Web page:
Many books on Christian leadership look at Exodus 18 as an example of good leadership. Jethro, Moses’ father-in-law, sees that Moses is working too hard and gives him some sound advice. However, there’s more going on in this story than we see at first glance. On closer examination, we learn that good leadership principles can become bad moves when we act apart from God’s leading.
[bctt tweet=”Good leadership principles can become bad moves when we act apart from God’s leading.”]
The Voice of God
Throughout the book of Exodus, Moses is listening to God. From his very first encounter at the burning bush where God says, “I will teach you what to do,” to the defeat of Amalek where Moses intercedes for Israel and God gives the victory. Through the whole book Moses is talking with God and listening to God – but not in Exodus 18. Here Moses never talks to God and God doesn’t speak to Moses. Moses’ attention is elsewhere.
Who Is Jethro?
This chapter begins with a curious introduction: “Jethro, the priest of Midian, Moses’ father-in-law heard of all that God had done for Moses.” Jethro was a priest of Midian. The Midianites were descendants of Midian, one of Abraham’s sons by Keturah, his wife after the death of Sarah. We do not know who Jethro worshiped, but the later Midianites did not worship the God of Israel. It’s interesting that Jethro is not introduced as a priest of God Most High like Melchizedek (Genesis 14:18). He most likely did not worship the same God as Moses. In Exodus 18:11 he says, “Now I know that the Lord is greater than all gods” in response to how God had delivered Israel from the Egyptians. His sacrificial offering in 18:12 seems to be a conversion ceremony. Either Jethro is turning to the God of Israel or he is adding Yahweh to his collection of gods. Whatever is going on, it is clear that Jethro does not speak for God.
The Voice of Jethro
Throughout this chapter the author repeats the lengthy title “Jethro, Moses’ father-in-law.” This awkward construction interrupts the flow of the narrative four of the five times it’s used. It’s as if the author wants us to pay special attention to who’s speaking because something’s not right.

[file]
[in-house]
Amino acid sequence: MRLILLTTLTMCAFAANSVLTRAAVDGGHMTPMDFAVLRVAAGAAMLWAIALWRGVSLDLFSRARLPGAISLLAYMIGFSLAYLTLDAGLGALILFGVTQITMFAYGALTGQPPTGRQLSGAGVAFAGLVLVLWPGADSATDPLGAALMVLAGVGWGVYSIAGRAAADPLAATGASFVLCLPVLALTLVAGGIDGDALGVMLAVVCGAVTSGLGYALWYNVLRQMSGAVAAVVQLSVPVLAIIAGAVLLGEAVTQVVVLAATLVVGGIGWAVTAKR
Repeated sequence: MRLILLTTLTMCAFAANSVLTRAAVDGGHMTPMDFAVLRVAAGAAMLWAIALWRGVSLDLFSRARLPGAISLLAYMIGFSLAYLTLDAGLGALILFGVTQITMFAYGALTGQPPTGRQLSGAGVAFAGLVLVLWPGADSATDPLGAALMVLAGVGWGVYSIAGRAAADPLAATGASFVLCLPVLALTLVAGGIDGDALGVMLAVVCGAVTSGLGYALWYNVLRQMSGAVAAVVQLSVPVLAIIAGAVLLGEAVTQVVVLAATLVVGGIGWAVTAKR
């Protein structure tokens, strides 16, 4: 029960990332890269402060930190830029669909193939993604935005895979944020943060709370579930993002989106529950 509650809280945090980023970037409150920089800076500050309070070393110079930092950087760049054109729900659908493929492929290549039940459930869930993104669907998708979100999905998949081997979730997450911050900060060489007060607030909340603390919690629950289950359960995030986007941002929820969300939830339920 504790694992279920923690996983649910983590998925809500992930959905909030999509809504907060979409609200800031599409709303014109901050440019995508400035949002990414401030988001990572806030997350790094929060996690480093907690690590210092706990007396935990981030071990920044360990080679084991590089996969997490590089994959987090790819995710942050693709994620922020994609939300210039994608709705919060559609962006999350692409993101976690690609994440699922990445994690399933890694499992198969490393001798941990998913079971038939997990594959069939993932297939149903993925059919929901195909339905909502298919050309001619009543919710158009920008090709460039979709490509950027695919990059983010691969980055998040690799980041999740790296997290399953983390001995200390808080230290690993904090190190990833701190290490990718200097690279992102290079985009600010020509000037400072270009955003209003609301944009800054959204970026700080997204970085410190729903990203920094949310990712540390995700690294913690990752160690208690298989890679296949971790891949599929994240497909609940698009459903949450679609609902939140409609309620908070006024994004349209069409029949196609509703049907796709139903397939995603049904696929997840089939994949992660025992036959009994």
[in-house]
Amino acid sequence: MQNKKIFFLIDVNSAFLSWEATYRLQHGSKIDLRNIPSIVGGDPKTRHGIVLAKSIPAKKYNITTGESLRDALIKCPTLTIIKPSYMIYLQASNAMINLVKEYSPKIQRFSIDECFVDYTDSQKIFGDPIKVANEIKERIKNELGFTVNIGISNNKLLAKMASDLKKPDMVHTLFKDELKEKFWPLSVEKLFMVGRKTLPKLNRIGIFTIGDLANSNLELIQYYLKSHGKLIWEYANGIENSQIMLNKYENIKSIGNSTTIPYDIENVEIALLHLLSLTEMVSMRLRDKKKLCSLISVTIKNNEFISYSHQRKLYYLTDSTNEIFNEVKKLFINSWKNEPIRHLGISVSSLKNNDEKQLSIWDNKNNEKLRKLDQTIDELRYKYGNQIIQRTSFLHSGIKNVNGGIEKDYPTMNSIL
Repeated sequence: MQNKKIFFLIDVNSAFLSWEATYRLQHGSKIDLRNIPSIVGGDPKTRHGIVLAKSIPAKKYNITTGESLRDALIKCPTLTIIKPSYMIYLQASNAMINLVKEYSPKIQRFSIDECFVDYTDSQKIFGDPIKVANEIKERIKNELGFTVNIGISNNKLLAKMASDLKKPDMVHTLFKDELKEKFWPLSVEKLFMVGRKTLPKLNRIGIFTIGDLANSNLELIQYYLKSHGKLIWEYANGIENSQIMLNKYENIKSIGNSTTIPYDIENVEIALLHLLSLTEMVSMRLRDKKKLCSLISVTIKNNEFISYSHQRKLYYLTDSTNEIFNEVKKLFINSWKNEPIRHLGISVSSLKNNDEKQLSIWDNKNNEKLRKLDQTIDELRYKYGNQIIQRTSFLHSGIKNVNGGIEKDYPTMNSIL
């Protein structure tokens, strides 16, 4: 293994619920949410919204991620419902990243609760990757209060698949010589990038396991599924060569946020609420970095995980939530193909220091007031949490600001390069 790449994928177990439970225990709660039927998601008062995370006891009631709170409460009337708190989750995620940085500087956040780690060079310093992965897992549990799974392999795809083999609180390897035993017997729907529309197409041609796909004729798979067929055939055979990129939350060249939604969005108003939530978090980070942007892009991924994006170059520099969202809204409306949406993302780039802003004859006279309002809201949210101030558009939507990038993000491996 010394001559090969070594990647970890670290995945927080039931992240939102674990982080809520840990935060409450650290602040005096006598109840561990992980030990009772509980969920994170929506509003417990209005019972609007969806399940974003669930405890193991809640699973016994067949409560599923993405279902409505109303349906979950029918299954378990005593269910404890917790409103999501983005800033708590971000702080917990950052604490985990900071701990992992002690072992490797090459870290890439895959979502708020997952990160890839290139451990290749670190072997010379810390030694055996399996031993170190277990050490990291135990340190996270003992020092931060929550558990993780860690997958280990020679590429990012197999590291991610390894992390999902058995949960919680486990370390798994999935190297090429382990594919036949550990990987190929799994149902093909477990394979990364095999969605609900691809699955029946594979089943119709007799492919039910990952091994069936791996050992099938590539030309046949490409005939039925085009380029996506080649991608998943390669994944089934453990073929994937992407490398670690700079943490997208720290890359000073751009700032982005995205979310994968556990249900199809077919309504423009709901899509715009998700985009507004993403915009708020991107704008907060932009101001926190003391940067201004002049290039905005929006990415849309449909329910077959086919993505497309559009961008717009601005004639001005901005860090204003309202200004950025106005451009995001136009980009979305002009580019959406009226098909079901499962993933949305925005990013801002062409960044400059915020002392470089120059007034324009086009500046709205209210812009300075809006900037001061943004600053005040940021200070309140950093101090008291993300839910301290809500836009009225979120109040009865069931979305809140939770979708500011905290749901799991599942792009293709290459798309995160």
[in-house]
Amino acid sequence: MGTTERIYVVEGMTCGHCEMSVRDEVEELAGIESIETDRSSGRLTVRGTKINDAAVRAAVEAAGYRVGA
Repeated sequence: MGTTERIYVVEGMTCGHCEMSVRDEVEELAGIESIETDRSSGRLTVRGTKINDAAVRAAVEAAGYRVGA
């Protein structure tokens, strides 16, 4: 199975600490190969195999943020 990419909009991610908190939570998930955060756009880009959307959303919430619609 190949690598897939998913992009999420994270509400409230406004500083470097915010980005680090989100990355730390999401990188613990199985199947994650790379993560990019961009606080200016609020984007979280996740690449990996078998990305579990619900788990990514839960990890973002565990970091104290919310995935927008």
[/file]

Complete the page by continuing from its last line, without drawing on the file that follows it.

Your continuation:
Moses is overwhelmed with the amount of work he has as judge of the people. When Jethro sees this, he delivers the famous lines in Exodus 18:17-23, the advice so often used as a leadership lesson:
“What you are doing is not good. You and the people with you will certainly wear yourselves out, for the thing is too heavy for you. You are not able to do it alone. Now obey my voice; I will give you advice, and God be with you! You shall represent the people before God and bring their cases to God, and you shall warn them about the statutes and the laws, and make them know the way in which they must walk and what they must do. Moreover, look for able men from all the people, men who fear God, who are trustworthy and hate a bribe, and place such men over the people as chiefs of thousands, of hundreds, of fifties, and of tens. And let them judge the people at all times. Every great matter they shall bring to you, but any small matter they shall decide themselves. So it will be easier for you, and they will bear the burden with you. If you do this, God will direct you, you will be able to endure, and all this people also will go to their place in peace.”
Did you notice the change in the text? Instead of seeking the Lord’s will, Moses listens to his father-in-law when Jethro says, “ Now obey my voice; I will give you advice, and God be with you!” Jethro claims to speak for God! Some have taken this as evidence that Jethro is a priest for God. I see it as a break in the pattern. Moses has stopped listening to God and has allowed Jethro to take his place. I’ll admit, it’s hard to say no to your father-in-law, but this is what creates the problem.
Jethro’s advice is not bad. In fact, God gives Moses similar instruction later in the book of numbers. Moses does need to delegate some of his workload. This is a basic principle of leadership – we can’t do it all alone. The problem is not with the advice. The problem is that Moses has stopped listening to God. As leaders, when we stop listening to God, the best leadership principles can become destructive to the people we lead. Let’s consider what happens after “Moses listened to the voice of his father-in-law and did all that he had said” (Exodus 18:24).
The Voice of the People
At first things seem to go smoothly. Moses appointed chiefs over the people and they judged the people at all times. They were trustworthy, God-fearing men. So we should expect that things would go well. They had wisdom to handle what they could, but they brought the hard cases to Moses.
Then Moses went up on the mountain to speak with God.